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A House Divided

January 30, 2013

I’m not usually one to delve into politics, but this week I’ve got something on my mind. I’ve seen a lot in the news the past few days about the Benghazi hearings, in which Secretary of State Clinton took heat from Republican members of Congress as they discussed the “what-ifs” of the September terrorist attack on the U.S. embassy in Benghazi, Libya. From the clips I’ve seen, I have to agree with Clinton on this one: what difference does it make? U.S. citizens were killed in an act of terrorism, and maybe it could have been prevented. Maybe it couldn’t have. You could say the same thing about 9-11. You can always play the what-if game. But I didn’t see much coming out of those hearings that will actually help us find terrorists or keep the world a safer place. I just saw a lot of blaming.

The Republicans were eager to make Clinton look bad and blame her and her department for not preventing this attack or acting on it sooner. I understand that feeling; when something bad happens, we naturally want the bad guys to pay the price, and we want to point fingers, shift the blame. But I think that is exactly what terrorists hope to accomplish: they want us questioning, blaming, panicking. They want us weaker. And when we spend hours grilling the Secretary of State and only further polarizing relationships between our political parties, we play right into the terrorists’ hands.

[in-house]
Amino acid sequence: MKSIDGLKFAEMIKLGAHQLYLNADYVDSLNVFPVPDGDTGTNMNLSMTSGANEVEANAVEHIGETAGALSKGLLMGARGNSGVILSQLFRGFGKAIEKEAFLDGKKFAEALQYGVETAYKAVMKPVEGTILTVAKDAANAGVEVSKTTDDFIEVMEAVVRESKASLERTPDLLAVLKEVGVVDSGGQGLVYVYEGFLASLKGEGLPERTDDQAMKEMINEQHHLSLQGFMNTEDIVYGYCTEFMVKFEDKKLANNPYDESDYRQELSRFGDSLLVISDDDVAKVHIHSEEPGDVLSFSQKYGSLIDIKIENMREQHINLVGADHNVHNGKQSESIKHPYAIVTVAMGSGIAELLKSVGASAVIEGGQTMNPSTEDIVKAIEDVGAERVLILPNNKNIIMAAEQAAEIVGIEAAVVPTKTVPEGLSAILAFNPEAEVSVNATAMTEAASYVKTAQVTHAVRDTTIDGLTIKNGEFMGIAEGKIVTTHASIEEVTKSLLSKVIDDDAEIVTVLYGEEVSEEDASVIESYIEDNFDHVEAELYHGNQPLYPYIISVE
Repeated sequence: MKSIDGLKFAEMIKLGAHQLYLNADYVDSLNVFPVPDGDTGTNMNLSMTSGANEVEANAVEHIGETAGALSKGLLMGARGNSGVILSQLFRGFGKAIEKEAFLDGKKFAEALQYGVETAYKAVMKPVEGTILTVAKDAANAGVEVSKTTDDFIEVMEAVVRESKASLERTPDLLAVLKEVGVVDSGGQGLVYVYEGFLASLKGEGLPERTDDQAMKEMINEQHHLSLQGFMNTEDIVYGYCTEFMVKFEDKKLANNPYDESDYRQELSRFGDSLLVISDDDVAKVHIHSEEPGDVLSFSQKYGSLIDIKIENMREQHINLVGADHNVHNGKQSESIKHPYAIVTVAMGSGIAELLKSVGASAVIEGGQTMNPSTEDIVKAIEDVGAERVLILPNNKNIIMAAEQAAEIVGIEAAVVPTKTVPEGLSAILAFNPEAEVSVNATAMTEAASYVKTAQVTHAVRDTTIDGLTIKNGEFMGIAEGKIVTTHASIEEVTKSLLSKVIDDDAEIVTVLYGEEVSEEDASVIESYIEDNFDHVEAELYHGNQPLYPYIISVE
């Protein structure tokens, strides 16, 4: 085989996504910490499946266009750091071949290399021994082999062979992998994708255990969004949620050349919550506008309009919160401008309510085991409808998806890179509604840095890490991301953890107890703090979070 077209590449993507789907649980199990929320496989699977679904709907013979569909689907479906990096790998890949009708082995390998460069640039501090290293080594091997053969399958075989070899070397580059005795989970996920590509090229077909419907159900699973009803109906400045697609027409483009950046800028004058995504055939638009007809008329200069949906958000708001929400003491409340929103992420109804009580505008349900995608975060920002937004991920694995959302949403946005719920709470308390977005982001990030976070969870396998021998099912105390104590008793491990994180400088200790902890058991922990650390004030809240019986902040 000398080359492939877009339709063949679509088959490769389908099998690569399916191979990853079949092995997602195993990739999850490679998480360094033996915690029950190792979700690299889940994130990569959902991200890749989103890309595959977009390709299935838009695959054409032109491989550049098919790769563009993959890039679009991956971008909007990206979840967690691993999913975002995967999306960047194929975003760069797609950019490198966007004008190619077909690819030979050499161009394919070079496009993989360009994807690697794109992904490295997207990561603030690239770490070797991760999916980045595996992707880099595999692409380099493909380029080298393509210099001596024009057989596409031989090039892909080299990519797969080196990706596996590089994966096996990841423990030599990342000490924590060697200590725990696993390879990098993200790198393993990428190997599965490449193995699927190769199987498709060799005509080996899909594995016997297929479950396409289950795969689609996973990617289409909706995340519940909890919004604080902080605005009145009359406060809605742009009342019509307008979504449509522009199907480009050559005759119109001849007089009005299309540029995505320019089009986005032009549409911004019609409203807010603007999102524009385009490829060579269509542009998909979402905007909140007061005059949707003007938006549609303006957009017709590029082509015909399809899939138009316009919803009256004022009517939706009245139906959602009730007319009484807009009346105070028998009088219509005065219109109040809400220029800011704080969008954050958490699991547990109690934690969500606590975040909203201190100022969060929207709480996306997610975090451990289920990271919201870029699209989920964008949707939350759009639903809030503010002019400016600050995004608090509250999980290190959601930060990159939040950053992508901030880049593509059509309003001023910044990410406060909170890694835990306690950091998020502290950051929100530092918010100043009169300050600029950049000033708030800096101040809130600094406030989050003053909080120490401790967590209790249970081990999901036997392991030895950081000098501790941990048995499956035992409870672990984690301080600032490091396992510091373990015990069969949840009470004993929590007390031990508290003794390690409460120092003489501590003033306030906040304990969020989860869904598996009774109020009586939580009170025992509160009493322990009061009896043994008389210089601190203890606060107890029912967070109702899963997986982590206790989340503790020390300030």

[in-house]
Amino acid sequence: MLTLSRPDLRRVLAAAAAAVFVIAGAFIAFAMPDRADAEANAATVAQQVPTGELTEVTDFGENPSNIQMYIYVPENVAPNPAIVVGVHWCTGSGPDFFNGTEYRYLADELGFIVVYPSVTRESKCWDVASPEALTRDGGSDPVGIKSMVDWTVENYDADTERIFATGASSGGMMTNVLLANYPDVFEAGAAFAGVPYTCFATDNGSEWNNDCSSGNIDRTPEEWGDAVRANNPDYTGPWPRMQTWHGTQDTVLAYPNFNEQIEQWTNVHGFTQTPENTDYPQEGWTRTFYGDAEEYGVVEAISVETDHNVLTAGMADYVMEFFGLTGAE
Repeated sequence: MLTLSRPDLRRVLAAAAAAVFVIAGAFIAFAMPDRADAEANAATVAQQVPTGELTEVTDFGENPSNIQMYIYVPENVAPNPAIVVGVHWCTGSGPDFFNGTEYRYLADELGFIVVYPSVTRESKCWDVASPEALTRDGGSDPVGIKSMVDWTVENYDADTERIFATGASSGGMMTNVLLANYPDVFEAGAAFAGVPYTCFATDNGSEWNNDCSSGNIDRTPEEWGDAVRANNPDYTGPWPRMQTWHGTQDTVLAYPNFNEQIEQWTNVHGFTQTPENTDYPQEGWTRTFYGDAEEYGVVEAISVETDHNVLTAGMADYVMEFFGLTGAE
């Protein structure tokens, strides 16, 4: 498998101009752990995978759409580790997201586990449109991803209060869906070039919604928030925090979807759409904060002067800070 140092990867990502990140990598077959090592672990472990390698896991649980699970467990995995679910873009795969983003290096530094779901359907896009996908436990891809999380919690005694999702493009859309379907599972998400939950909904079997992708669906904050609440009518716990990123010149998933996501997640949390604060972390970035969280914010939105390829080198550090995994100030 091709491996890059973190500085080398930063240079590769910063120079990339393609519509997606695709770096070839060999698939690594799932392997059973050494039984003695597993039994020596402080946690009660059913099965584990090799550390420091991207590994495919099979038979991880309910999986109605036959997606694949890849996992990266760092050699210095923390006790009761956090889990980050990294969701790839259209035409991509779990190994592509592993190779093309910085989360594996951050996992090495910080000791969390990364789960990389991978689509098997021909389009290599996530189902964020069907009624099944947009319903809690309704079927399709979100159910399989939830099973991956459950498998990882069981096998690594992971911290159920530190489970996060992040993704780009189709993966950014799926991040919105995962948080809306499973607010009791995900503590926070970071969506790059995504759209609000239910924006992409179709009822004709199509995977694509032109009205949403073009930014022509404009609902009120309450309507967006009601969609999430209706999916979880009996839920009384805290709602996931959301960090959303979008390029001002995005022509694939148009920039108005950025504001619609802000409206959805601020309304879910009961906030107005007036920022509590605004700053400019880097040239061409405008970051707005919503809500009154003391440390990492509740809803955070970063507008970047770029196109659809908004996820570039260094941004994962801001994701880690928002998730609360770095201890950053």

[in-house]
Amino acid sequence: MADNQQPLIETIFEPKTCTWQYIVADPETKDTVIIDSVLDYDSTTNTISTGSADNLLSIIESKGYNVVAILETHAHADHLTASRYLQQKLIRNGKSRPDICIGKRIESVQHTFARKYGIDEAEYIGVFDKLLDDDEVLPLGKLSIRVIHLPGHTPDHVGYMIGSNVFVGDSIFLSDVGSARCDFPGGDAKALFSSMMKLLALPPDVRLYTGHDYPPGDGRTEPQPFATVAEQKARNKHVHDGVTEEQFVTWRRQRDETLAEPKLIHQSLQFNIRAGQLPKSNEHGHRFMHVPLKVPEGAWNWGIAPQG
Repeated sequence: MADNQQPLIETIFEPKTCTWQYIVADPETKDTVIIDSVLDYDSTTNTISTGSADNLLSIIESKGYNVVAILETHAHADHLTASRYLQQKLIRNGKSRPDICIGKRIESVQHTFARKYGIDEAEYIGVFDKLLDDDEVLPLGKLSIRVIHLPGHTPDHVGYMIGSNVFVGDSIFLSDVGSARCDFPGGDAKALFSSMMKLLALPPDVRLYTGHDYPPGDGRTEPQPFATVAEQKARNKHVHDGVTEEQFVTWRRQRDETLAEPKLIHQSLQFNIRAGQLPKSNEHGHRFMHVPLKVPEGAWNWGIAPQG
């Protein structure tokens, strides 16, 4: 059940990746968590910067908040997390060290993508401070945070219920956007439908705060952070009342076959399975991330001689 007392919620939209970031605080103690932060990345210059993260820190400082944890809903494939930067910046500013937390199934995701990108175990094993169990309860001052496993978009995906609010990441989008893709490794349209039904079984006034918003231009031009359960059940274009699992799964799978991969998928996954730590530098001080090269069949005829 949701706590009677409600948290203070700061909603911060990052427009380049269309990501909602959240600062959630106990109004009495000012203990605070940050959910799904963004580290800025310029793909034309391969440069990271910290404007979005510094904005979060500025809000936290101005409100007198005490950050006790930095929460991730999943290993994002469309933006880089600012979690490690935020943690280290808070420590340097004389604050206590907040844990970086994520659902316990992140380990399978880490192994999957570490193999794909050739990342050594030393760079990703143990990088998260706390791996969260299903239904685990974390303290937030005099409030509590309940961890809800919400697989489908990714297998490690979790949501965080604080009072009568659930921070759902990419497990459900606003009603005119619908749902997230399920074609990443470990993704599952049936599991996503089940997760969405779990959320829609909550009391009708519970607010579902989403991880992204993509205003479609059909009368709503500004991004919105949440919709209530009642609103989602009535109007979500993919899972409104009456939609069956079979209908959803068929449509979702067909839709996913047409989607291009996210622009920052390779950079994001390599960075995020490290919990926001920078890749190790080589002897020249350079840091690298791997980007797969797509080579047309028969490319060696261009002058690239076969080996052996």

I remember hearing about the attacks on the embassy in Benghazi. It was a news story that, if it had happened a year ago, probably wouldn’t have caught my attention. Another crazy bombing in a faraway place. But now I live in the Middle East, and I have friends who work at the U.S. Consulate. What if the same thing were to happen here? It was a scary thought that there were people in the world willing and eager to kill Americans over something as frivolous as a YouTube video that was disrespectful to the prophet Mohammed, or whatever other slights they were pissed about when they walked up to the embassy that night. It’s not ok, and blaming ourselves accomplishes nothing. I have to say I was disappointed when I heard both Obama and Clinton giving statements in the aftermath of the attack that spent more time condemning the weird YouTube video than condemning the despicable act of violence. So both sides, Democrats and Republicans, missed the message of Benghazi. The men who attacked our embassy and killed our ambassador and several other U.S. citizens were neither Democrats nor Republicans! They were terrorists, or severely misguided and brainwashed men who have been taught to put their faith in hate and violence.

I have a feeling that most of the countries in this volatile region, if attacked the way we were, wouldn’t stand around debating and trying to place the blame on themselves. There would be no question as to who the bad guys were. There are a lot of threats in the world today, and no nation can expect to face them well if they are shooting themselves in the foot at the same time. To quote a some cool guys named Jesus and Lincoln, “A house divided against itself cannot stand.”

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